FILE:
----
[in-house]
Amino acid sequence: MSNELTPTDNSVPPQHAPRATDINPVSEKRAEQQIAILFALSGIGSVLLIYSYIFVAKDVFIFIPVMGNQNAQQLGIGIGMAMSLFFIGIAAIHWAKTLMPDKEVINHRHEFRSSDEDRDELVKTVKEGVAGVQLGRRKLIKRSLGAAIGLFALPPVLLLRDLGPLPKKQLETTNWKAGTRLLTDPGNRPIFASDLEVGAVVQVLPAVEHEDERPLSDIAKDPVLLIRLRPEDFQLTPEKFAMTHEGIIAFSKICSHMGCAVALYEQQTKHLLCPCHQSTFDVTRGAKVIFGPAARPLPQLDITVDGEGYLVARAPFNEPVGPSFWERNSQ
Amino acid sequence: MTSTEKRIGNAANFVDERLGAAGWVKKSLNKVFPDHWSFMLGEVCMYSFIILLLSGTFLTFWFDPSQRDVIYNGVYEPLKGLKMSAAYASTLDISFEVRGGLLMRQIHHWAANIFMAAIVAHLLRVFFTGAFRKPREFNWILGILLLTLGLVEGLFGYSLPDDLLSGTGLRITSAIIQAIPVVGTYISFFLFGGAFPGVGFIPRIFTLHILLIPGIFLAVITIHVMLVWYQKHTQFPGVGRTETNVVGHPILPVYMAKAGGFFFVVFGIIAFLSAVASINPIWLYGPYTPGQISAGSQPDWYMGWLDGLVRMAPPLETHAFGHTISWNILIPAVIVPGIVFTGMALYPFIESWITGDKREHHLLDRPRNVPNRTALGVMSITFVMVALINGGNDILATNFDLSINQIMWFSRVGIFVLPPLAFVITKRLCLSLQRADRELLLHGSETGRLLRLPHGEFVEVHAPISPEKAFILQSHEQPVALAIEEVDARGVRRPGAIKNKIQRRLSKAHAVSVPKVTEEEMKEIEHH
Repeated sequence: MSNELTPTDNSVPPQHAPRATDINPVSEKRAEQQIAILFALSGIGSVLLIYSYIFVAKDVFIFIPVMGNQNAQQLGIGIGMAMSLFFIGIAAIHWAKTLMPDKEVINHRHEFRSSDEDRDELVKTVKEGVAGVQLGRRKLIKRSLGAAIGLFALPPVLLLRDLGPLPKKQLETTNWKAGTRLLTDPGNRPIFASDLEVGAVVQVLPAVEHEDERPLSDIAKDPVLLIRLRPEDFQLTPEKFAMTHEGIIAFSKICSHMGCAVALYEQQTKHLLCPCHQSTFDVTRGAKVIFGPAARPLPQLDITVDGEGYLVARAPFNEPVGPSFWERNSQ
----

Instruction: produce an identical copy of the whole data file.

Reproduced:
[in-house]
Amino acid sequence: MSNELTPTDNSVPPQHAPRATDINPVSEKRAEQQIAILFALSGIGSVLLIYSYIFVAKDVFIFIPVMGNQNAQQLGIGIGMAMSLFFIGIAAIHWAKTLMPDKEVINHRHEFRSSDEDRDELVKTVKEGVAGVQLGRRKLIKRSLGAAIGLFALPPVLLLRDLGPLPKKQLETTNWKAGTRLLTDPGNRPIFASDLEVGAVVQVLPAVEHEDERPLSDIAKDPVLLIRLRPEDFQLTPEKFAMTHEGIIAFSKICSHMGCAVALYEQQTKHLLCPCHQSTFDVTRGAKVIFGPAARPLPQLDITVDGEGYLVARAPFNEPVGPSFWERNSQ
Amino acid sequence: MTSTEKRIGNAANFVDERLGAAGWVKKSLNKVFPDHWSFMLGEVCMYSFIILLLSGTFLTFWFDPSQRDVIYNGVYEPLKGLKMSAAYASTLDISFEVRGGLLMRQIHHWAANIFMAAIVAHLLRVFFTGAFRKPREFNWILGILLLTLGLVEGLFGYSLPDDLLSGTGLRITSAIIQAIPVVGTYISFFLFGGAFPGVGFIPRIFTLHILLIPGIFLAVITIHVMLVWYQKHTQFPGVGRTETNVVGHPILPVYMAKAGGFFFVVFGIIAFLSAVASINPIWLYGPYTPGQISAGSQPDWYMGWLDGLVRMAPPLETHAFGHTISWNILIPAVIVPGIVFTGMALYPFIESWITGDKREHHLLDRPRNVPNRTALGVMSITFVMVALINGGNDILATNFDLSINQIMWFSRVGIFVLPPLAFVITKRLCLSLQRADRELLLHGSETGRLLRLPHGEFVEVHAPISPEKAFILQSHEQPVALAIEEVDARGVRRPGAIKNKIQRRLSKAHAVSVPKVTEEEMKEIEHH
Repeated sequence: MSNELTPTDNSVPPQHAPRATDINPVSEKRAEQQIAILFALSGIGSVLLIYSYIFVAKDVFIFIPVMGNQNAQQLGIGIGMAMSLFFIGIAAIHWAKTLMPDKEVINHRHEFRSSDEDRDELVKTVKEGVAGVQLGRRKLIKRSLGAAIGLFALPPVLLLRDLGPLPKKQLETTNWKAGTRLLTDPGNRPIFASDLEVGAVVQVLPAVEHEDERPLSDIAKDPVLLIRLRPEDFQLTPEKFAMTHEGIIAFSKICSHMGCAVALYEQQTKHLLCPCHQSTFDVTRGAKVIFGPAARPLPQLDITVDGEGYLVARAPFNEPVGPSFWERNSQ